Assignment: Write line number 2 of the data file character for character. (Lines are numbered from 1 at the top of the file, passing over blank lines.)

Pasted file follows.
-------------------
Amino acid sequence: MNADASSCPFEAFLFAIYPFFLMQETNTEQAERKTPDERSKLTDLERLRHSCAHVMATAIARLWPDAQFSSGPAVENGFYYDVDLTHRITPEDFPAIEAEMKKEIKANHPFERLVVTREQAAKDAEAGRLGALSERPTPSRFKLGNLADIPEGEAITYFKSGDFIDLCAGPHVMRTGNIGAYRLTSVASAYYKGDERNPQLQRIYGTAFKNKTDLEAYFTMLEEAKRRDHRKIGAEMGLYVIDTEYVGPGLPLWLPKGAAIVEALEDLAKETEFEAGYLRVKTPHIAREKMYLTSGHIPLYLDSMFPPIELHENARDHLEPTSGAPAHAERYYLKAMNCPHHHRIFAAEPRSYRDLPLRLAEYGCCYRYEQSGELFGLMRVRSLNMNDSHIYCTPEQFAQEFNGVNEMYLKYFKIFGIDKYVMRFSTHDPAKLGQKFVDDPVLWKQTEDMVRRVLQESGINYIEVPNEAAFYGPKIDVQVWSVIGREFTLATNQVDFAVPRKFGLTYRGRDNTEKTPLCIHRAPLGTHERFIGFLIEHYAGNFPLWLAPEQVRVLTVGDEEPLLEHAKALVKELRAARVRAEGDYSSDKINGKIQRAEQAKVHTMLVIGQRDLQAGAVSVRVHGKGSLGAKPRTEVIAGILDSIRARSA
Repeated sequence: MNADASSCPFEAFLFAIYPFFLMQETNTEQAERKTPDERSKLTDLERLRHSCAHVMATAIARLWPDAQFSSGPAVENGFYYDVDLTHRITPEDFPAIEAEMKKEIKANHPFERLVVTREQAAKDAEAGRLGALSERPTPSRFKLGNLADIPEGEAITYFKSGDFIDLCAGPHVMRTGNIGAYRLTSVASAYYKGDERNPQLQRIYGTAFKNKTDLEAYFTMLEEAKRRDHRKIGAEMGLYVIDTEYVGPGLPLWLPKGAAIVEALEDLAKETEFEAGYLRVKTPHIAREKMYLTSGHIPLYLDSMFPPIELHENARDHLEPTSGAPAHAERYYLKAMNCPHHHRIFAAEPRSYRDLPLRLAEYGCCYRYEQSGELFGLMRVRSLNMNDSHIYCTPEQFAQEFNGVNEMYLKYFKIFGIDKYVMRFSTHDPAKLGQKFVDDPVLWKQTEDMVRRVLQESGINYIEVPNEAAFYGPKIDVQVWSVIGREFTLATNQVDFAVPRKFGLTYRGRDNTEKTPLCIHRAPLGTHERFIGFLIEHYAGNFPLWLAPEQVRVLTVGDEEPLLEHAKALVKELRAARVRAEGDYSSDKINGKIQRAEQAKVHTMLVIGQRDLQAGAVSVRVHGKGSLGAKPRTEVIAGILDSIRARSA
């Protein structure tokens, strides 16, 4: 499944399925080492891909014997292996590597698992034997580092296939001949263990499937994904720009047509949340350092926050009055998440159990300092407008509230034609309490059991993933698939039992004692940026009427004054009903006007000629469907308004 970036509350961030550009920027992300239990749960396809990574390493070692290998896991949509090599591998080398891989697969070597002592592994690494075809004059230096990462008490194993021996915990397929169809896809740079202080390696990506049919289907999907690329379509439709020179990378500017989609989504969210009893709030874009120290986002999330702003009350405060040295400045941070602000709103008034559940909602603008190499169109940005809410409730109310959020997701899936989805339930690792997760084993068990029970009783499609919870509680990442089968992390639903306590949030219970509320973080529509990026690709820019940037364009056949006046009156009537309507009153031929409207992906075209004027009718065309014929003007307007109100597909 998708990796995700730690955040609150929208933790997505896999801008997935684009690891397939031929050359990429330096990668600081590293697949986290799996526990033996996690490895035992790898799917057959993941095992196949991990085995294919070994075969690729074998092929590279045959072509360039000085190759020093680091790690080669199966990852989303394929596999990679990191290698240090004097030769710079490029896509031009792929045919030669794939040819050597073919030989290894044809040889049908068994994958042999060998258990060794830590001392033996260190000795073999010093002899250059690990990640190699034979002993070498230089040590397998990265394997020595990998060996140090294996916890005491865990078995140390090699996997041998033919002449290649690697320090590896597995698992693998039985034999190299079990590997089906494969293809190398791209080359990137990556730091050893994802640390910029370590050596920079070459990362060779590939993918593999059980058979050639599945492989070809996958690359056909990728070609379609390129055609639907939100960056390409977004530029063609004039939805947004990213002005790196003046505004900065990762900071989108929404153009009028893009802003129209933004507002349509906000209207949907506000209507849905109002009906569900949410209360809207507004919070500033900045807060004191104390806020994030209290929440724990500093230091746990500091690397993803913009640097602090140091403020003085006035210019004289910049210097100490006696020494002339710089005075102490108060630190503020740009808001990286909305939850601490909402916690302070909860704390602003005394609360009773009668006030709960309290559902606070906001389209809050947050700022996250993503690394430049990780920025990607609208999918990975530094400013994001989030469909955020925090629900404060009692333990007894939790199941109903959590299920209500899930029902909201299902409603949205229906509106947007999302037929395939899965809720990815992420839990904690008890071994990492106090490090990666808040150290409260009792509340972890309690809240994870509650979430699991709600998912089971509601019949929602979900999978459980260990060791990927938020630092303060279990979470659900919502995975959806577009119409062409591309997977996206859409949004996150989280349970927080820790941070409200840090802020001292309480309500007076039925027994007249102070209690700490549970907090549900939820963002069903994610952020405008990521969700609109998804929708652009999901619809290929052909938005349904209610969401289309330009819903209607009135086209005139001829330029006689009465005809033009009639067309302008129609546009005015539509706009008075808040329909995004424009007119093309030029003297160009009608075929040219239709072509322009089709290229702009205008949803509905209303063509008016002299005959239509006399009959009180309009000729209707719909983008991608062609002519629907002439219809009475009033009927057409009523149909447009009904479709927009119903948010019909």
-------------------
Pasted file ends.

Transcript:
Repeated sequence: MNADASSCPFEAFLFAIYPFFLMQETNTEQAERKTPDERSKLTDLERLRHSCAHVMATAIARLWPDAQFSSGPAVENGFYYDVDLTHRITPEDFPAIEAEMKKEIKANHPFERLVVTREQAAKDAEAGRLGALSERPTPSRFKLGNLADIPEGEAITYFKSGDFIDLCAGPHVMRTGNIGAYRLTSVASAYYKGDERNPQLQRIYGTAFKNKTDLEAYFTMLEEAKRRDHRKIGAEMGLYVIDTEYVGPGLPLWLPKGAAIVEALEDLAKETEFEAGYLRVKTPHIAREKMYLTSGHIPLYLDSMFPPIELHENARDHLEPTSGAPAHAERYYLKAMNCPHHHRIFAAEPRSYRDLPLRLAEYGCCYRYEQSGELFGLMRVRSLNMNDSHIYCTPEQFAQEFNGVNEMYLKYFKIFGIDKYVMRFSTHDPAKLGQKFVDDPVLWKQTEDMVRRVLQESGINYIEVPNEAAFYGPKIDVQVWSVIGREFTLATNQVDFAVPRKFGLTYRGRDNTEKTPLCIHRAPLGTHERFIGFLIEHYAGNFPLWLAPEQVRVLTVGDEEPLLEHAKALVKELRAARVRAEGDYSSDKINGKIQRAEQAKVHTMLVIGQRDLQAGAVSVRVHGKGSLGAKPRTEVIAGILDSIRARSA